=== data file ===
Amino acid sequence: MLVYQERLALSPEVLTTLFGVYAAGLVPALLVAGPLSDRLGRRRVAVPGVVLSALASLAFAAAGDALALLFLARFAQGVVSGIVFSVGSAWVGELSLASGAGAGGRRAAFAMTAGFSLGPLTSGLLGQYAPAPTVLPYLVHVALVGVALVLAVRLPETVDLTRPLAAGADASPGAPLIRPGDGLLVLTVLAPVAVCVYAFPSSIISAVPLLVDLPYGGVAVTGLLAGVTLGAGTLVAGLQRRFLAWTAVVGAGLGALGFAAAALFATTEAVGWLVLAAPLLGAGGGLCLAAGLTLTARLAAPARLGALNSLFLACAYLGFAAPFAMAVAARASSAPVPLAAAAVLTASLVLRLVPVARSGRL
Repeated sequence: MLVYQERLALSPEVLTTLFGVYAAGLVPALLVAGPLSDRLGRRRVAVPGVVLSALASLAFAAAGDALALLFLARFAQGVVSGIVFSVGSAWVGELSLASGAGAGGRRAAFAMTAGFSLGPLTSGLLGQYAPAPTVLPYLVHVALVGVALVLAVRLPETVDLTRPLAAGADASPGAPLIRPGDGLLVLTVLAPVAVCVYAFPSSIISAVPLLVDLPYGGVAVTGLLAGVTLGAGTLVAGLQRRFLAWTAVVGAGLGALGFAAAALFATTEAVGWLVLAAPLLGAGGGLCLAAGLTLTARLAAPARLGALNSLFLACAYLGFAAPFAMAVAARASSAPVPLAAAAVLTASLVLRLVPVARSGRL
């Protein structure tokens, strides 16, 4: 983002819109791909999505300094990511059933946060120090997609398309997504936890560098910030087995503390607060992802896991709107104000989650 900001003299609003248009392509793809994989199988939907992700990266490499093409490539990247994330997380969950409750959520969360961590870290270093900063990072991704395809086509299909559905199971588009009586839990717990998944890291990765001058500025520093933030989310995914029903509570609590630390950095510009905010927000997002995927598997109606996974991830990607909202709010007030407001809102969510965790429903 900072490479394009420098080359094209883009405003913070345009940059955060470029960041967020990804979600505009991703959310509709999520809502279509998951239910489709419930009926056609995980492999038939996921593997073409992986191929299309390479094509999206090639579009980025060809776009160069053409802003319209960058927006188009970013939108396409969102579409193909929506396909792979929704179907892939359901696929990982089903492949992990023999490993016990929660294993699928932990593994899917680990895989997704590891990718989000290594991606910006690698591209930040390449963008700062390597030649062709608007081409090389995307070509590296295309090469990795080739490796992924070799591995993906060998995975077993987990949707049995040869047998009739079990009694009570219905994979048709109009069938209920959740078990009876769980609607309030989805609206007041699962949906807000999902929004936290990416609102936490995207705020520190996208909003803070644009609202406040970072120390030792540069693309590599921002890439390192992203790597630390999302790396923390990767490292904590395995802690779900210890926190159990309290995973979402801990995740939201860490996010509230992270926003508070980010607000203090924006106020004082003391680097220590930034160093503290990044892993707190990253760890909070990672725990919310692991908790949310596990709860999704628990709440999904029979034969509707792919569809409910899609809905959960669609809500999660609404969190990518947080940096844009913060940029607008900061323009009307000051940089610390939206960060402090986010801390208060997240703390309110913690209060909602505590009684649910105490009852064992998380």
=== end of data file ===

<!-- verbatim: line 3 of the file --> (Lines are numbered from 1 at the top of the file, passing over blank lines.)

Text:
């Protein structure tokens, strides 16, 4: 983002819109791909999505300094990511059933946060120090997609398309997504936890560098910030087995503390607060992802896991709107104000989650 900001003299609003248009392509793809994989199988939907992700990266490499093409490539990247994330997380969950409750959520969360961590870290270093900063990072991704395809086509299909559905199971588009009586839990717990998944890291990765001058500025520093933030989310995914029903509570609590630390950095510009905010927000997002995927598997109606996974991830990607909202709010007030407001809102969510965790429903 900072490479394009420098080359094209883009405003913070345009940059955060470029960041967020990804979600505009991703959310509709999520809502279509998951239910489709419930009926056609995980492999038939996921593997073409992986191929299309390479094509999206090639579009980025060809776009160069053409802003319209960058927006188009970013939108396409969102579409193909929506396909792979929704179907892939359901696929990982089903492949992990023999490993016990929660294993699928932990593994899917680990895989997704590891990718989000290594991606910006690698591209930040390449963008700062390597030649062709608007081409090389995307070509590296295309090469990795080739490796992924070799591995993906060998995975077993987990949707049995040869047998009739079990009694009570219905994979048709109009069938209920959740078990009876769980609607309030989805609206007041699962949906807000999902929004936290990416609102936490995207705020520190996208909003803070644009609202406040970072120390030792540069693309590599921002890439390192992203790597630390999302790396923390990767490292904590395995802690779900210890926190159990309290995973979402801990995740939201860490996010509230992270926003508070980010607000203090924006106020004082003391680097220590930034160093503290990044892993707190990253760890909070990672725990919310692991908790949310596990709860999704628990709440999904029979034969509707792919569809409910899609809905959960669609809500999660609404969190990518947080940096844009913060940029607008900061323009009307000051940089610390939206960060402090986010801390208060997240703390309110913690209060909602505590009684649910105490009852064992998380």